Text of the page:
used the phrase "schools suck bloc" for the first time in "A Test that Everyone Will Fail" which appeared in the Washington Post May 3 and subsequently on this blog but it was hardly the first time I'd heard that schools suck. I once had occasion to tell my son-in-law about how well American kids had done on an international comparison. "That's amazing,"" he said. "Why," I asked, "is it amazing?" "Well, I just assumed our schools sucked." An interesting comment since he wasn't too long out of those schools and was heading towards an MBA at an elite private institution.

    After setting the stage further with reference to emails from a number of major figures in education, he quotes one, Reid Lyons, as saying that a majority of American schools were already failing. Bracey continued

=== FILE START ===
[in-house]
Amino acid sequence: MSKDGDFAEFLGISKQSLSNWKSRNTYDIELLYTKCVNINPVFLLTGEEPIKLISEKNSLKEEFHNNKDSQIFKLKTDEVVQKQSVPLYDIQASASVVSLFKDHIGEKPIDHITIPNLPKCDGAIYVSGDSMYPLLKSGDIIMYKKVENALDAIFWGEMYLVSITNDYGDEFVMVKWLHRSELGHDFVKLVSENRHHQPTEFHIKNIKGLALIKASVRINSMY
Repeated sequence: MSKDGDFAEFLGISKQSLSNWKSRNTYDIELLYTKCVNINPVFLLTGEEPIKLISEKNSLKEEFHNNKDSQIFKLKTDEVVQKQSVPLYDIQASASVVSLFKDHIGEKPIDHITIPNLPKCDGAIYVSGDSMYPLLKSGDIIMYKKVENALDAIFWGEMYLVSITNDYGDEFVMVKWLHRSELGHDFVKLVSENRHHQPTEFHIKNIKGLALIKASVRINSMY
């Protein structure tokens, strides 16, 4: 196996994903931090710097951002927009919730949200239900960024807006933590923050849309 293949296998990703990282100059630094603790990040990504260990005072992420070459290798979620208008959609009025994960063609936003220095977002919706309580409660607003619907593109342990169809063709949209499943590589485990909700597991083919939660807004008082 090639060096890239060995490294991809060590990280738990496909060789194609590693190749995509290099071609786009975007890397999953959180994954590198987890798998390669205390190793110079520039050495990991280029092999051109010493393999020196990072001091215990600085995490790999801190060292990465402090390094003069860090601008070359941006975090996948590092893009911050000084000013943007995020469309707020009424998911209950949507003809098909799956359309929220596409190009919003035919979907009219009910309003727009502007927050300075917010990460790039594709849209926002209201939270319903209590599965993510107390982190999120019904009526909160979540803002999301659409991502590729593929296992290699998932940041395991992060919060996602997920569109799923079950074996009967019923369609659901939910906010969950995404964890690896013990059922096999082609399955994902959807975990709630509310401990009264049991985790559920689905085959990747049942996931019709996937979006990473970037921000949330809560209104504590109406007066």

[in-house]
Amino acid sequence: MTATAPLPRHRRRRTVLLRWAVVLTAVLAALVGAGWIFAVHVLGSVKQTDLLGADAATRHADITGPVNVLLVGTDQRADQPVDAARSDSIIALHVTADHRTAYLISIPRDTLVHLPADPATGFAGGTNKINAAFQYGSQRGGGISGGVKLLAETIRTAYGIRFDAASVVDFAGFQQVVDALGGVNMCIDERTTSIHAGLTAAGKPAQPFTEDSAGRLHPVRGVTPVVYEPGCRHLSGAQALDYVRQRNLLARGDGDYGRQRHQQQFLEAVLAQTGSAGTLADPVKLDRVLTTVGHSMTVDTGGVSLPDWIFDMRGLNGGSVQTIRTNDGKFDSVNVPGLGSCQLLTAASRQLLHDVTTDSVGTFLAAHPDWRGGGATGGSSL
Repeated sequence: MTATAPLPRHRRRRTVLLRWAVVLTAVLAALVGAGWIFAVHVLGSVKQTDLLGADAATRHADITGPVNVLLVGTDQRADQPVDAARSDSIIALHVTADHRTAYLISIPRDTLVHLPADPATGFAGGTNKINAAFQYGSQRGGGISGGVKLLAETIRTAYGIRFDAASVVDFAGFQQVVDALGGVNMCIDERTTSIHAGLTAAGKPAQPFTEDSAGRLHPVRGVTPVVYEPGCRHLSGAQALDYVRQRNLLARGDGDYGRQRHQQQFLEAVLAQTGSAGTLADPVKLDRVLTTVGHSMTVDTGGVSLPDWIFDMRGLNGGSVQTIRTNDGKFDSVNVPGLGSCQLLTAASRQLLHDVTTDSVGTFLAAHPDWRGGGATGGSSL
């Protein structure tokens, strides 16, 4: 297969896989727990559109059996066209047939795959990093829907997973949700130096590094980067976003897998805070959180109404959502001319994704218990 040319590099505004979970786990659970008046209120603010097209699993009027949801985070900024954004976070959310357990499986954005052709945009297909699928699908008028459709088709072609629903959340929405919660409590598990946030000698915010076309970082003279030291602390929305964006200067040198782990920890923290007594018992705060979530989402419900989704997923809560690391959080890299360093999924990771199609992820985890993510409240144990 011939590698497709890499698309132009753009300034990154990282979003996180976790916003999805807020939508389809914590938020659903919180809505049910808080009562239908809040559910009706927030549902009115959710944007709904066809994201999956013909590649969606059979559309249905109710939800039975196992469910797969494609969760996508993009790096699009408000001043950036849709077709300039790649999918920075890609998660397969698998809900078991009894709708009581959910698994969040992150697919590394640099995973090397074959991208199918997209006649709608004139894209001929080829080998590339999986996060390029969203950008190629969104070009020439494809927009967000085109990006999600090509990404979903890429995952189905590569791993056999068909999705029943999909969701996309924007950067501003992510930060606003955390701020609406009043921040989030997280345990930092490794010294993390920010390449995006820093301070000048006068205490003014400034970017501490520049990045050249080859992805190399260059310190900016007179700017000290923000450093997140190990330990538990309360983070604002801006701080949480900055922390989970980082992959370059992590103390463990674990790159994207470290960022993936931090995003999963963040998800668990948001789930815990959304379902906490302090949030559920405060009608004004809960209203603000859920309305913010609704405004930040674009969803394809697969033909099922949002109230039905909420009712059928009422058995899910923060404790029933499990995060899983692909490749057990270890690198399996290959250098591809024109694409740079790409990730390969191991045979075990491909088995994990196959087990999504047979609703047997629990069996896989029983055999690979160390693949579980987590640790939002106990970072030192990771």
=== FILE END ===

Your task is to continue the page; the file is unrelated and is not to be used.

No they're not. Some are, no doubt. But in the Progress in International Reading Literacy Study, American kids in low poverty schools stomped the top-ranked Swedes. Even kids in schools with up to 50% of the students in poverty attained an average score that, had they constituted a nation, would have ranked 4th. Only American students attending schools with 75%+ poverty scored below the international average of the 35 participating countries.

    You see a similar set of rankings if you look at outcomes by ethnicity. In OECD's Programme of International Student Assessment, which tests 15-year-olds, white American students ranked 2nd in reading, 7th in math, and 4th in science among the 32 nations.